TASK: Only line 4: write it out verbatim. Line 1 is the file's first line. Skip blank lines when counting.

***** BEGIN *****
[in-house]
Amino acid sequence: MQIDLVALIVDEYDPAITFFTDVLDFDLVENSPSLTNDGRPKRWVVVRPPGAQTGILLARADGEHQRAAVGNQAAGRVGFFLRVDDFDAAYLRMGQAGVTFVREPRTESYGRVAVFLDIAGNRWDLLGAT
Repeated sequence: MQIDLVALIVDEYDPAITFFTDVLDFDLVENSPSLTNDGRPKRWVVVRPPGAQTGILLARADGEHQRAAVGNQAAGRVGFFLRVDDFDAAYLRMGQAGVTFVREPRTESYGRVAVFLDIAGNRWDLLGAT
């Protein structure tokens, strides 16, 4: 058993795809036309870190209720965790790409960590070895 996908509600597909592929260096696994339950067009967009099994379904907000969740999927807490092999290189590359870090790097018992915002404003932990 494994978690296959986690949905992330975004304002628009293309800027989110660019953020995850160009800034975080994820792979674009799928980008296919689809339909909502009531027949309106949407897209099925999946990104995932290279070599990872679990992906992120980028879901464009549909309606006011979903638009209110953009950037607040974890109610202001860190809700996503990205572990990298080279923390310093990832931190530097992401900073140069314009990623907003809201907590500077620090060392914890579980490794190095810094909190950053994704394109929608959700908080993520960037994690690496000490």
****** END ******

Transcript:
């Protein structure tokens, strides 16, 4: 058993795809036309870190209720965790790409960590070895 996908509600597909592929260096696994339950067009967009099994379904907000969740999927807490092999290189590359870090790097018992915002404003932990 494994978690296959986690949905992330975004304002628009293309800027989110660019953020995850160009800034975080994820792979674009799928980008296919689809339909909502009531027949309106949407897209099925999946990104995932290279070599990872679990992906992120980028879901464009549909309606006011979903638009209110953009950037607040974890109610202001860190809700996503990205572990990298080279923390310093990832931190530097992401900073140069314009990623907003809201907590500077620090060392914890579980490794190095810094909190950053994704394109929608959700908080993520960037994690690496000490």